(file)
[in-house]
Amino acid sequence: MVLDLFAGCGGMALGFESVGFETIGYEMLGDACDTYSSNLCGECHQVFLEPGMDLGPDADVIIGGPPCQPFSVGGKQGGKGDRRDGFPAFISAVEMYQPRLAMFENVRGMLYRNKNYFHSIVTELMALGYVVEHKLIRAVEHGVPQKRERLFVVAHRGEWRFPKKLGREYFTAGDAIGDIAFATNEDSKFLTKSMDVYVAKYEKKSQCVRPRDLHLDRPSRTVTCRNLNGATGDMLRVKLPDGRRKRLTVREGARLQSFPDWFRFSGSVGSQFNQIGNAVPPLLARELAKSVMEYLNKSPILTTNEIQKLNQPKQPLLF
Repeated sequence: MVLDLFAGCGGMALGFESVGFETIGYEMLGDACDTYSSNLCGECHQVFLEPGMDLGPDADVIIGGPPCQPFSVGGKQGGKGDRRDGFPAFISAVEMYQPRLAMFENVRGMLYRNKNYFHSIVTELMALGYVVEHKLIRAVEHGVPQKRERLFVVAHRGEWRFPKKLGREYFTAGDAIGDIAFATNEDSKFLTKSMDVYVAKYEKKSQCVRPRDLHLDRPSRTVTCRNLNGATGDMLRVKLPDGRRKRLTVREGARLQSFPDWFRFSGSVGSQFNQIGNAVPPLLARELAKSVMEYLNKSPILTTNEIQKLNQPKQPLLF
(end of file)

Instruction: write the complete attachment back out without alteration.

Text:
[in-house]
Amino acid sequence: MVLDLFAGCGGMALGFESVGFETIGYEMLGDACDTYSSNLCGECHQVFLEPGMDLGPDADVIIGGPPCQPFSVGGKQGGKGDRRDGFPAFISAVEMYQPRLAMFENVRGMLYRNKNYFHSIVTELMALGYVVEHKLIRAVEHGVPQKRERLFVVAHRGEWRFPKKLGREYFTAGDAIGDIAFATNEDSKFLTKSMDVYVAKYEKKSQCVRPRDLHLDRPSRTVTCRNLNGATGDMLRVKLPDGRRKRLTVREGARLQSFPDWFRFSGSVGSQFNQIGNAVPPLLARELAKSVMEYLNKSPILTTNEIQKLNQPKQPLLF
Repeated sequence: MVLDLFAGCGGMALGFESVGFETIGYEMLGDACDTYSSNLCGECHQVFLEPGMDLGPDADVIIGGPPCQPFSVGGKQGGKGDRRDGFPAFISAVEMYQPRLAMFENVRGMLYRNKNYFHSIVTELMALGYVVEHKLIRAVEHGVPQKRERLFVVAHRGEWRFPKKLGREYFTAGDAIGDIAFATNEDSKFLTKSMDVYVAKYEKKSQCVRPRDLHLDRPSRTVTCRNLNGATGDMLRVKLPDGRRKRLTVREGARLQSFPDWFRFSGSVGSQFNQIGNAVPPLLARELAKSVMEYLNKSPILTTNEIQKLNQPKQPLLF